Contact: Bonnie Strawser - 252-473-1131
March 30, 2009
Three Week-end Wildfires on Pea Island National Wildlife Refuge
With gusts reaching 33 mph and the wind at a steady 18 mph, Sunday could have been a catastrophic day for a wildfire. In fact, a unknown vehicle with a faulty catalytic converter caused three small wildfires on Pea Island National Wildlife Refuge. The fires were reported shortly after noon by a passing motorist and were located between the Visitor Center and Refuge Headquarters area on the east side of NC 12. The Chicamacomico Volunteer Fire Department was the first to respond and had the blazes contained rather quickly. Other responders included the National Park Service, NC Forest Service, and U. S. Fish and Wildlife Service.
FWS Incident Commander Greg Suszek commented, "We're fortunate to have had the 1" of rain recently. And, it's really good that the wind was out of the southwest and the fires started on the east side of the highway. It's not often we have a wildfire that runs to the Atlantic ocean!"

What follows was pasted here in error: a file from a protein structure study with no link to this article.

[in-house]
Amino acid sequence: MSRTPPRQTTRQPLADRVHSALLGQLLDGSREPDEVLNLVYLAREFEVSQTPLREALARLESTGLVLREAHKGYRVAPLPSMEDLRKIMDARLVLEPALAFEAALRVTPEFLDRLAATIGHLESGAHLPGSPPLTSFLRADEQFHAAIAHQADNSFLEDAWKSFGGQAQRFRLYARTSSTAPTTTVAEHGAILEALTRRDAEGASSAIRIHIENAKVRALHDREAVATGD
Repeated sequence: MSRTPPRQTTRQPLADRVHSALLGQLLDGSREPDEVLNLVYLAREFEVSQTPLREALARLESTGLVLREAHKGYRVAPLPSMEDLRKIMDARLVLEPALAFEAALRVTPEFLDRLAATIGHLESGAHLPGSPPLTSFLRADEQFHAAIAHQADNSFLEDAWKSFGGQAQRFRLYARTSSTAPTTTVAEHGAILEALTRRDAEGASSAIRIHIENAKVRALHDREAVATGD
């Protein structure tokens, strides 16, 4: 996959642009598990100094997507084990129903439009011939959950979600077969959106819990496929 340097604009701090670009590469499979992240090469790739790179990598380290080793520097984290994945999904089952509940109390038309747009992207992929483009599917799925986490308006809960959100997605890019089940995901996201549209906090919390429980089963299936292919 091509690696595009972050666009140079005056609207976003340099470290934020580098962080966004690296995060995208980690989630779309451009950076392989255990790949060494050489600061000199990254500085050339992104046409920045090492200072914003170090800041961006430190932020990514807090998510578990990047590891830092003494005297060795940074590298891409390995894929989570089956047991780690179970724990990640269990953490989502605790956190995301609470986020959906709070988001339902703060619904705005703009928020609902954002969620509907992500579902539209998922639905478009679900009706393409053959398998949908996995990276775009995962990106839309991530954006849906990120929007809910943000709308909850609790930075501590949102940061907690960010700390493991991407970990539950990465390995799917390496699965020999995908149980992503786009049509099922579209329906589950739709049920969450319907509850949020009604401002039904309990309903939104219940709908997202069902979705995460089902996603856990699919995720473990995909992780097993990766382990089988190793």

The largest of the three fires, the Cadillac Fire, burned approximately a half-acre. The Lincoln burned about a tenth-acre. And, the Mini burned a spot only the size of a trash can lid before it burned out on its own. The fires were named after vehicles due to their cause.
Suszek added, "We're really thankful for the quick response of the Chicamacomico Volunteer Fire Department. They pretty much had everything under control before we arrived on the scene."
These fires were the first to burn on Pea Island Refuge this year. Pea Island was not slated for prescribed burning during the 2008/2009 prescribed fire season. Due to past prescribed burns, a wildlife on this refuge has less potential to cause major damage. Pea Island is schedule for additional prescribed burning in the 2009/2010 season.
Photo credits: Lynn Belanich, NPS.
Firefighter with Chicamacomico Fire Department attacks flames in a roadside fire on Pea Island National Wildlife Refuge on Sunday.
Chicamacomico Volunteer Fire Department engine provides final watering to make certain the fires are out.